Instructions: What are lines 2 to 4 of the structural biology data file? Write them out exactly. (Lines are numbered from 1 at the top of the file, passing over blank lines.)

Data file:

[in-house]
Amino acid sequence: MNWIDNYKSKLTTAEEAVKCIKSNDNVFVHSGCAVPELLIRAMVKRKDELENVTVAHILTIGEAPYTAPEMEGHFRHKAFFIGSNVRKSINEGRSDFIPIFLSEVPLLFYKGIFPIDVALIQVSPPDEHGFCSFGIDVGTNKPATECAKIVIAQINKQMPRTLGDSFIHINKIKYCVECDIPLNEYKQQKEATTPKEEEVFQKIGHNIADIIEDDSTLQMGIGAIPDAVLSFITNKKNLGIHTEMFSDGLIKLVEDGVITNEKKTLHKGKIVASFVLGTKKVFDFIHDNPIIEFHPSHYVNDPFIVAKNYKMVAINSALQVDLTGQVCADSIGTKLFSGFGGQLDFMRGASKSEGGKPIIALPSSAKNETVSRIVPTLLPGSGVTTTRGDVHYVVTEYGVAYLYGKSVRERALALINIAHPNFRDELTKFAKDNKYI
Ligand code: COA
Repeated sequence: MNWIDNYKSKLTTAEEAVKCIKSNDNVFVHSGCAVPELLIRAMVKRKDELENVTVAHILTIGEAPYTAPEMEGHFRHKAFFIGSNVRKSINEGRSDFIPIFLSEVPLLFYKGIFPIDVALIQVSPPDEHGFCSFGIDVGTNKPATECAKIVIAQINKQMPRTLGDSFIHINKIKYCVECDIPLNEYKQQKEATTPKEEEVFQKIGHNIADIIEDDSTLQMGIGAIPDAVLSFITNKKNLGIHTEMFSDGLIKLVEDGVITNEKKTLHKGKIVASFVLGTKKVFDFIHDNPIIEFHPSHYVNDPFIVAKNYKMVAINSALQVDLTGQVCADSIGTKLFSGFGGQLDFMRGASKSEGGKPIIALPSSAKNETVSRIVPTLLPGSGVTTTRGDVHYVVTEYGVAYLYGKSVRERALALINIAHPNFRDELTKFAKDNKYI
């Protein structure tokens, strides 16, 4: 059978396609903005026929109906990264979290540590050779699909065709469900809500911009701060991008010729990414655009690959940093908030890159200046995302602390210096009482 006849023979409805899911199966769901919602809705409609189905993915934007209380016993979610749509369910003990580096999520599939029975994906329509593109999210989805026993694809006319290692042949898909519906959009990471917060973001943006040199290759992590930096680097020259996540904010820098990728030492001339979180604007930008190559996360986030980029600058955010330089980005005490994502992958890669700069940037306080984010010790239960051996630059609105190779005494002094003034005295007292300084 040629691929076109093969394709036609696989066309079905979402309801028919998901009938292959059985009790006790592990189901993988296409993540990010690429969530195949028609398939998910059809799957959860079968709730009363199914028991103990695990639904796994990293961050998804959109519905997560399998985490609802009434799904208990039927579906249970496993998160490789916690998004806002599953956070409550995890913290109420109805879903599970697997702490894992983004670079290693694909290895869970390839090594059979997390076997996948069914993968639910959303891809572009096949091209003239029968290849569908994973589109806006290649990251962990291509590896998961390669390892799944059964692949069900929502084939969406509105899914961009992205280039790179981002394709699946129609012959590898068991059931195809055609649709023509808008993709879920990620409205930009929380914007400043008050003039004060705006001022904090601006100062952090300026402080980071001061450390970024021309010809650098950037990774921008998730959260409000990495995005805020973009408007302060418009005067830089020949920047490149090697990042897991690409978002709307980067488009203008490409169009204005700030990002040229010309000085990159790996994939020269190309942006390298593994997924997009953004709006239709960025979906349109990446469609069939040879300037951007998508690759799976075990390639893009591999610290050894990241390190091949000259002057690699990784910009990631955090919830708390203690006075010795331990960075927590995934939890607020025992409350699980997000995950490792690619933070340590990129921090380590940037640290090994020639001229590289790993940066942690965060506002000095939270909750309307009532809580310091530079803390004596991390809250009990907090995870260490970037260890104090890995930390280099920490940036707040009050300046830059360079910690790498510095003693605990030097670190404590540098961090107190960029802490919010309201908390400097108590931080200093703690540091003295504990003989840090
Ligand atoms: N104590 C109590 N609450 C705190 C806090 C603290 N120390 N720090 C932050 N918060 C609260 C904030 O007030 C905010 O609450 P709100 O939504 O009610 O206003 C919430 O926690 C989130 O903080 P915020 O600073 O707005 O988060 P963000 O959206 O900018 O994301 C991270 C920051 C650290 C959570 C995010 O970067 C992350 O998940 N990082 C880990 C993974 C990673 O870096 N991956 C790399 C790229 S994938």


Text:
Amino acid sequence: MNWIDNYKSKLTTAEEAVKCIKSNDNVFVHSGCAVPELLIRAMVKRKDELENVTVAHILTIGEAPYTAPEMEGHFRHKAFFIGSNVRKSINEGRSDFIPIFLSEVPLLFYKGIFPIDVALIQVSPPDEHGFCSFGIDVGTNKPATECAKIVIAQINKQMPRTLGDSFIHINKIKYCVECDIPLNEYKQQKEATTPKEEEVFQKIGHNIADIIEDDSTLQMGIGAIPDAVLSFITNKKNLGIHTEMFSDGLIKLVEDGVITNEKKTLHKGKIVASFVLGTKKVFDFIHDNPIIEFHPSHYVNDPFIVAKNYKMVAINSALQVDLTGQVCADSIGTKLFSGFGGQLDFMRGASKSEGGKPIIALPSSAKNETVSRIVPTLLPGSGVTTTRGDVHYVVTEYGVAYLYGKSVRERALALINIAHPNFRDELTKFAKDNKYI
Ligand code: COA
Repeated sequence: MNWIDNYKSKLTTAEEAVKCIKSNDNVFVHSGCAVPELLIRAMVKRKDELENVTVAHILTIGEAPYTAPEMEGHFRHKAFFIGSNVRKSINEGRSDFIPIFLSEVPLLFYKGIFPIDVALIQVSPPDEHGFCSFGIDVGTNKPATECAKIVIAQINKQMPRTLGDSFIHINKIKYCVECDIPLNEYKQQKEATTPKEEEVFQKIGHNIADIIEDDSTLQMGIGAIPDAVLSFITNKKNLGIHTEMFSDGLIKLVEDGVITNEKKTLHKGKIVASFVLGTKKVFDFIHDNPIIEFHPSHYVNDPFIVAKNYKMVAINSALQVDLTGQVCADSIGTKLFSGFGGQLDFMRGASKSEGGKPIIALPSSAKNETVSRIVPTLLPGSGVTTTRGDVHYVVTEYGVAYLYGKSVRERALALINIAHPNFRDELTKFAKDNKYI